The six weeks after delivery are known as the postpartum period for the new mother. Obviously, this is a beautiful and lively period, but it can also be a bit challenging considering the adjustment necessary. During this time, your doctor will want to schedule postpartum checkups while you get to connect and bond with your child. 

A baby indeed requires your full attention, but that’s all the reason more to maintain good postpartum health. Never ignore your own postpartum care needs. And if you need an obstetrics specialist in Florida, don’t hesitate to contact us at University Park OB/GYN. 

Postpartum Tips to Adjust to Motherhood

Young Woman Suffering From Postnatal Depression Near Bed With Baby at Home

Most moms take time off from work for the first six weeks after delivery. This time frame allows the new normal to be established and adjusted. Babies require frequent attention, including feeding and diaper changes, which might disrupt their sleep schedule. This is far from fun and can quickly wear you out. The bright side is that the new routine will gradually become like second nature. 

You can try the following postpartum care practices to make this process less stressful:

  • Make sure to get enough sleep. To overcome fatigue and exhaustion, get as much rest as you can. Babies often need to eat every three hours. To ensure you get adequate sleep, try to nap when your baby does.
  • Get help when you need it. Don’t be shy about accepting aid from loved ones during and after your postpartum period. Rest is essential for your recovery and postpartum mom care, and having someone help you around the house will be a huge relief. In-home assistance may take the form of friends or relatives making meals, running errands, or watching other kids.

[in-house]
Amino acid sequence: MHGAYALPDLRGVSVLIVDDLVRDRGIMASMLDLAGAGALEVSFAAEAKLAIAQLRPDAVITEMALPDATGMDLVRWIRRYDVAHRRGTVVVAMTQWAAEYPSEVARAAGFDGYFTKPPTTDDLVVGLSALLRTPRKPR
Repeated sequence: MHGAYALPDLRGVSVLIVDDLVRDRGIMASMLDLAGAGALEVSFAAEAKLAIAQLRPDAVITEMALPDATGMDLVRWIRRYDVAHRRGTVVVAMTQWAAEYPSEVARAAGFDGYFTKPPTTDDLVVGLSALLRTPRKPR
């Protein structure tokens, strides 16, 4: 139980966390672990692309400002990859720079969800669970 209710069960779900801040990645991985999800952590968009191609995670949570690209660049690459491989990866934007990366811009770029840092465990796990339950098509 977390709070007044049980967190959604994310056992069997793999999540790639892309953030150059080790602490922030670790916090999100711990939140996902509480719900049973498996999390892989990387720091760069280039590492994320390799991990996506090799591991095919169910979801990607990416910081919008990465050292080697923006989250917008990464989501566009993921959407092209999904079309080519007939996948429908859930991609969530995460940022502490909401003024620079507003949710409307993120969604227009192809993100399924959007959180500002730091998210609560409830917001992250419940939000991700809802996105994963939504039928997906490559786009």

• Make good food choices. Follow a nutritious diet to speed up recovery and consume more healthy grains, veggies, fruits, and protein. You need to drink more water, especially if you’re also breastfeeding. 
  • Get physically active. Check with your doctor when you can start working out again. The effort required for this should be minimal. It’s recommended that you take a stroll in the neighborhood. The revitalizing effect of a scenery change can be very beneficial. 

Postpartum Mom Care Involves a Whole Family

The relationship between you and your partner shifts a bit as everyone learns to adjust to the new addition to the family. It can be frustrating when you have less time for yourselves after giving birth, but there are methods to get through it.